Utah State University will offer a series of events June 14-19 to honor the Juneteenth celebration at Utah State University. The theme for this year’s commemoration is “Educate, Celebrate, Activate.”
USU’s Juneteenth celebration was organized by the Black Student Union, the Graduate Students of Color Association, USU Athletics and the Inclusion Center. Graduate students Jamal-Jared Alexander and Amand Hardiman are leading the effort to organize Juneteenth events, which will culminate in a Unity Barbecue on Saturday, June 19, on the Logan campus.
“There will be a variety of events and activities to increase awareness of Juneteenth as well as to empower and energize our community to stand in solidarity with communities who are still struggling for true equality and freedom,” said Alexander, doctoral candidate in technical communication and rhetoric.
Learn more about all Juneteenth events and register for the barbecue at https://www.usu.edu/inclusion/juneteenth.
Juneteenth – also known as Emancipation Day, Freedom Day, Jubilee Day and Liberation Day –honors and commemorates the final day Black and African Americans were informed of their freedom from chattel slavery. Abraham Lincoln declared the end of slavery with the Emancipation Proclamation on January 1, 1863, and the Thirteenth Amendment was signed into law in March of 1865. However, it was not until June 19, 1865, that word of this reached Galveston, Texas, when the Confederacy announced the end of slavery. This day came to be recognized as a day of commemoration and celebration of freedom. Juneteenth serves to recognize the injustice and inhumane treatment of enslaved people while educating individuals and communities.
While Juneteenth is the oldest celebration commemorating the end of slavery, it wasn’t until 1980 that Texas officially recognized it as an official state holiday. Today, 46 states and the District of Columbia have passed legislation to recognize Juneteenth as a state holiday or as a day of observance. Yet, extraordinary activists like Ms. Opal Lee are working diligently to make Juneteenth a federal holiday.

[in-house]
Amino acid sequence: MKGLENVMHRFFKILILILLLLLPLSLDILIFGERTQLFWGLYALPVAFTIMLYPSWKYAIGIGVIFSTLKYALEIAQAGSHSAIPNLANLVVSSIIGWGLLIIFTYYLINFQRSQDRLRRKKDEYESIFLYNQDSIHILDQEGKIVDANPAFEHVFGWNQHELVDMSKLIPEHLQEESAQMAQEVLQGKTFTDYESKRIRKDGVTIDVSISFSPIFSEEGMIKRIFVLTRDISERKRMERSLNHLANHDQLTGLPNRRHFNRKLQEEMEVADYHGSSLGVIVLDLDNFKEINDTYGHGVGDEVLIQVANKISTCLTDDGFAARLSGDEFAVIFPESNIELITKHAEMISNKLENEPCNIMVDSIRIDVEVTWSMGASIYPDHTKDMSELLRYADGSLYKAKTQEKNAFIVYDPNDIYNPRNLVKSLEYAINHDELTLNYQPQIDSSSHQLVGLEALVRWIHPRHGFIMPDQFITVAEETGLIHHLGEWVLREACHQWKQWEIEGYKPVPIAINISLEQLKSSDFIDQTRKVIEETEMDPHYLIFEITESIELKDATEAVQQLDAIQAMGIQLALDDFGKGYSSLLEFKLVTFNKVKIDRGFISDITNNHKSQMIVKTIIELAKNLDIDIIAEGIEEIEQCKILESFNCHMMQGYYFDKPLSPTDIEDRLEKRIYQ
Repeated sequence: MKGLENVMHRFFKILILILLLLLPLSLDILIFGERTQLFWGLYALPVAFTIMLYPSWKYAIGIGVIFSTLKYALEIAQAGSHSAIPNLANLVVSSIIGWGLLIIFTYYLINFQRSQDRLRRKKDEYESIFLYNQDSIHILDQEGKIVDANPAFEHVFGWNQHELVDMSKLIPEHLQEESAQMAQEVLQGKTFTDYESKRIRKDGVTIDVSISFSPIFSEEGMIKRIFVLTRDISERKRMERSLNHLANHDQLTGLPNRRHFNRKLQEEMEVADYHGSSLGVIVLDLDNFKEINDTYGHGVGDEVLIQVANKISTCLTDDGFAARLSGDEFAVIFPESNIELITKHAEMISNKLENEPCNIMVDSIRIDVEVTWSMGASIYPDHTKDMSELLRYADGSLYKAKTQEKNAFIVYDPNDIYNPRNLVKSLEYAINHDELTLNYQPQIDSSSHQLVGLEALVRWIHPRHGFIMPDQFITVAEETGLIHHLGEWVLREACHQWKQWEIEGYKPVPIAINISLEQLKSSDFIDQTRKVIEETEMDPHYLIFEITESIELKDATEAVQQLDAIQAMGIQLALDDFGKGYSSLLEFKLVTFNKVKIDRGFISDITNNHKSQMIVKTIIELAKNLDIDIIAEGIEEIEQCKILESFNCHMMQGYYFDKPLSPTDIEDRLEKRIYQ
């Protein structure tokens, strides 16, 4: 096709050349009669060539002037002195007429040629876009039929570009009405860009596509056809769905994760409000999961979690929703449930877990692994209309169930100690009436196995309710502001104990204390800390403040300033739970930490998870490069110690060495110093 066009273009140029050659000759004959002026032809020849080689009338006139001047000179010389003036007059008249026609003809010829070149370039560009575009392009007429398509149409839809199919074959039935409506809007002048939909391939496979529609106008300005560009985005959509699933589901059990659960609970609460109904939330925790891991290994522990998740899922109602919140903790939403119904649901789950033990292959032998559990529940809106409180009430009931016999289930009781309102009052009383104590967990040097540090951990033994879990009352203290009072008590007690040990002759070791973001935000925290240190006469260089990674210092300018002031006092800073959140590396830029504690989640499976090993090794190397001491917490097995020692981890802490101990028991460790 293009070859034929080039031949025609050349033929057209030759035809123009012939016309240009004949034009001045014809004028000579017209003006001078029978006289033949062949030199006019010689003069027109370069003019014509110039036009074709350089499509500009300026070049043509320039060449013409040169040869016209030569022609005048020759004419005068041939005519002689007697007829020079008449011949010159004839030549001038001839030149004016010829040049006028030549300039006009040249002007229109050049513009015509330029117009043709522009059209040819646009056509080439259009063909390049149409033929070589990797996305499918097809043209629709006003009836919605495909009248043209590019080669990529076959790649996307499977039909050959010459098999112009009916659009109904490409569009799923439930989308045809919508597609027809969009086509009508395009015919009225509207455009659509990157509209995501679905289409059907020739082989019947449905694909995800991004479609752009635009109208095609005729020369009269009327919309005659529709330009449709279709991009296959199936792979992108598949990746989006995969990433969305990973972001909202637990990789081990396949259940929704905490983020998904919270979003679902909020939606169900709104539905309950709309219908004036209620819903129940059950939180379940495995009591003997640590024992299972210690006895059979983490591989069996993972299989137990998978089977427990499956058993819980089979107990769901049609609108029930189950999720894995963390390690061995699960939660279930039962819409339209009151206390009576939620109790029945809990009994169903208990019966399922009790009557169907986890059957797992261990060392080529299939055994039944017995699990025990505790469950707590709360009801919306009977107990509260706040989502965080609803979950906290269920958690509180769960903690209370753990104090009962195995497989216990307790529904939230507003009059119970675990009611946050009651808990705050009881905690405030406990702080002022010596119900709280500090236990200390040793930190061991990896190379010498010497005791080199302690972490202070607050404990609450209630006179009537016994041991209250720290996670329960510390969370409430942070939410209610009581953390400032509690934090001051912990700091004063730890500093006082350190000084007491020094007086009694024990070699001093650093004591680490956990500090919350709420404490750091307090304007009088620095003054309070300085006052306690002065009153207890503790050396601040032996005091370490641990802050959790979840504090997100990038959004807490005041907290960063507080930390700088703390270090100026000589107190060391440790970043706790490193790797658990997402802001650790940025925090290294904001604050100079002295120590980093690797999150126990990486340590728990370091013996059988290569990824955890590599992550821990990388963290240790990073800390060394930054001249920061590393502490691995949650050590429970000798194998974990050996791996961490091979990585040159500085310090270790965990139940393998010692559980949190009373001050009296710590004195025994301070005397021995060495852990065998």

“We are honored that Ms. Lee, at 94 years young and known as the ‘Grandmother of Juneteenth,’ will join us virtually to discuss the significance of Juneteenth and the current efforts to make it a national holiday,” said Amand Hardiman, a third-year doctoral student in human development and family studies studying a sense of belonging through USU’s Families in Sport Lab. “We invite everyone in our campus, local and state communities to join us for this incredible opportunity to recognize Juneteenth at Utah State University.”
Through the Juneteenth events, USU will honor current and former Black alumnae such as the Ms. Mignon Barker Richmond, a prominent woman and community leader, who spent a lifetime as a human rights activist and was the first African American graduate of a Utah university. Since the 1960s, USU courses have emphasized the fulfillment of the lofty goals of the preamble to the Constitution, "We the People." Recently, the citizens of Utah recognized the ongoing importance of freedom when they passed Proposition C during the 2020 election. This formally removed the reference to servitude from the state codes.
USU’s Juneteenth activities are sponsored by the Office of the President, USU Athletics, USU Inclusion Center, the Latinx Cultural Center, the Center for Intersection Gender Studies and Research and University Marketing and Communications.
Associate VP of Strategic Communications
University Marketing and Communications